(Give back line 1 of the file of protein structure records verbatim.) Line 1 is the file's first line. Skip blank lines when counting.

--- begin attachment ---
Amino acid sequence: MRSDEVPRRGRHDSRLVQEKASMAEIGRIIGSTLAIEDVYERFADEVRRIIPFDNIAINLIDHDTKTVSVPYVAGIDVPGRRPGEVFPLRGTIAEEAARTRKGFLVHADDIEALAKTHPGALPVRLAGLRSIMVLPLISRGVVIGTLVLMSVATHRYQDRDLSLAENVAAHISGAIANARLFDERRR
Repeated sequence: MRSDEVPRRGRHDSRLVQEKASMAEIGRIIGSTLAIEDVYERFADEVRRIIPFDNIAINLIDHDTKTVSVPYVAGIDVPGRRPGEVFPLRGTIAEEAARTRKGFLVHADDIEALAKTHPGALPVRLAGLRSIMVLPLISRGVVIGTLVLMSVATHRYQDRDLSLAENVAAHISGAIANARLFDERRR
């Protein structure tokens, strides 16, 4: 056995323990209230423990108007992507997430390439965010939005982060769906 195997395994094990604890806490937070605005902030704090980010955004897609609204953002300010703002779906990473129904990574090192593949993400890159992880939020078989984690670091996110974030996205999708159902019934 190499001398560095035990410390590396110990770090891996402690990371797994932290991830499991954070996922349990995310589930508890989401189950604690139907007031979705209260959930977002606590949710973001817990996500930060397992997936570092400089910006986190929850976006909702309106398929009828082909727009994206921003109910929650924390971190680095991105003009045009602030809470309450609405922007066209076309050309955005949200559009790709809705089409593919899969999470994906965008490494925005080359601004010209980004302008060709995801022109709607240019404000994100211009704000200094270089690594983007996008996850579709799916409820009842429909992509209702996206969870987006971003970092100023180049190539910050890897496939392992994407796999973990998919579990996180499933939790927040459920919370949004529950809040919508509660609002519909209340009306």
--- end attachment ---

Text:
Amino acid sequence: MRSDEVPRRGRHDSRLVQEKASMAEIGRIIGSTLAIEDVYERFADEVRRIIPFDNIAINLIDHDTKTVSVPYVAGIDVPGRRPGEVFPLRGTIAEEAARTRKGFLVHADDIEALAKTHPGALPVRLAGLRSIMVLPLISRGVVIGTLVLMSVATHRYQDRDLSLAENVAAHISGAIANARLFDERRR